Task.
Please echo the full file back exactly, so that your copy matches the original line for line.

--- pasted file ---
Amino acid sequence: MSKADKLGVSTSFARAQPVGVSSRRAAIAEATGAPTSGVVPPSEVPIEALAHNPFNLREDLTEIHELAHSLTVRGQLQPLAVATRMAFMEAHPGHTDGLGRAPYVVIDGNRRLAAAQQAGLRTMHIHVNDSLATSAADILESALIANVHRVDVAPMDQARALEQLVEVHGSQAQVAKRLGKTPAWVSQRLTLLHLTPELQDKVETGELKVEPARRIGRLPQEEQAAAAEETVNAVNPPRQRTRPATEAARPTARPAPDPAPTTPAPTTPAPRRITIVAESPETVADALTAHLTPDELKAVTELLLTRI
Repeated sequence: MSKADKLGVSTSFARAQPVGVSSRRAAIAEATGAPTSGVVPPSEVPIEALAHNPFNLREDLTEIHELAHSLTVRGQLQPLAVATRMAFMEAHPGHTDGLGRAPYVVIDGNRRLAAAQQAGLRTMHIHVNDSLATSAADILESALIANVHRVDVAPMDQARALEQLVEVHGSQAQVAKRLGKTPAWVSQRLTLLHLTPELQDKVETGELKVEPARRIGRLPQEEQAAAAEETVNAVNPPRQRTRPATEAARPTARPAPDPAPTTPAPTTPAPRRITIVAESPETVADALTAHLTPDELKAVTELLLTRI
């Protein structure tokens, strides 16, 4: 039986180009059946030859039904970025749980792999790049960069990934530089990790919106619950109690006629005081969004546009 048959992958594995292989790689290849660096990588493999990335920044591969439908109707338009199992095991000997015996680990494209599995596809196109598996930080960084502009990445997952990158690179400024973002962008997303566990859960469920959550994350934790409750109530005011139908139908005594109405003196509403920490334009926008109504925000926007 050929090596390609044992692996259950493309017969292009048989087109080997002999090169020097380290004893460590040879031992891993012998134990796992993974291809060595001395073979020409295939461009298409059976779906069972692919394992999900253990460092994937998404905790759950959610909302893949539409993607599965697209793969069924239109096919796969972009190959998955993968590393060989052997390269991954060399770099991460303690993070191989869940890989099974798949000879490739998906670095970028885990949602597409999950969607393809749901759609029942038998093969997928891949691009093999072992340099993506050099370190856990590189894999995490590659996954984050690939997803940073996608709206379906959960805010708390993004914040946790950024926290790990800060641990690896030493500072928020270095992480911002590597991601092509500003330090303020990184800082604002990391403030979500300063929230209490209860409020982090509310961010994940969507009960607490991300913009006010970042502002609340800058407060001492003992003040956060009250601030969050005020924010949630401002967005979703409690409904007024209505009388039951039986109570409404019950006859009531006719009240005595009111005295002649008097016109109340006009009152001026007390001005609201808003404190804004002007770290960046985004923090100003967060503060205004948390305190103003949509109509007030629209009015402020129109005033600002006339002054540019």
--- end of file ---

Amino acid sequence: MSKADKLGVSTSFARAQPVGVSSRRAAIAEATGAPTSGVVPPSEVPIEALAHNPFNLREDLTEIHELAHSLTVRGQLQPLAVATRMAFMEAHPGHTDGLGRAPYVVIDGNRRLAAAQQAGLRTMHIHVNDSLATSAADILESALIANVHRVDVAPMDQARALEQLVEVHGSQAQVAKRLGKTPAWVSQRLTLLHLTPELQDKVETGELKVEPARRIGRLPQEEQAAAAEETVNAVNPPRQRTRPATEAARPTARPAPDPAPTTPAPTTPAPRRITIVAESPETVADALTAHLTPDELKAVTELLLTRI
Repeated sequence: MSKADKLGVSTSFARAQPVGVSSRRAAIAEATGAPTSGVVPPSEVPIEALAHNPFNLREDLTEIHELAHSLTVRGQLQPLAVATRMAFMEAHPGHTDGLGRAPYVVIDGNRRLAAAQQAGLRTMHIHVNDSLATSAADILESALIANVHRVDVAPMDQARALEQLVEVHGSQAQVAKRLGKTPAWVSQRLTLLHLTPELQDKVETGELKVEPARRIGRLPQEEQAAAAEETVNAVNPPRQRTRPATEAARPTARPAPDPAPTTPAPTTPAPRRITIVAESPETVADALTAHLTPDELKAVTELLLTRI
């Protein structure tokens, strides 16, 4: 039986180009059946030859039904970025749980792999790049960069990934530089990790919106619950109690006629005081969004546009 048959992958594995292989790689290849660096990588493999990335920044591969439908109707338009199992095991000997015996680990494209599995596809196109598996930080960084502009990445997952990158690179400024973002962008997303566990859960469920959550994350934790409750109530005011139908139908005594109405003196509403920490334009926008109504925000926007 050929090596390609044992692996259950493309017969292009048989087109080997002999090169020097380290004893460590040879031992891993012998134990796992993974291809060595001395073979020409295939461009298409059976779906069972692919394992999900253990460092994937998404905790759950959610909302893949539409993607599965697209793969069924239109096919796969972009190959998955993968590393060989052997390269991954060399770099991460303690993070191989869940890989099974798949000879490739998906670095970028885990949602597409999950969607393809749901759609029942038998093969997928891949691009093999072992340099993506050099370190856990590189894999995490590659996954984050690939997803940073996608709206379906959960805010708390993004914040946790950024926290790990800060641990690896030493500072928020270095992480911002590597991601092509500003330090303020990184800082604002990391403030979500300063929230209490209860409020982090509310961010994940969507009960607490991300913009006010970042502002609340800058407060001492003992003040956060009250601030969050005020924010949630401002967005979703409690409904007024209505009388039951039986109570409404019950006859009531006719009240005595009111005295002649008097016109109340006009009152001026007390001005609201808003404190804004002007770290960046985004923090100003967060503060205004948390305190103003949509109509007030629209009015402020129109005033600002006339002054540019």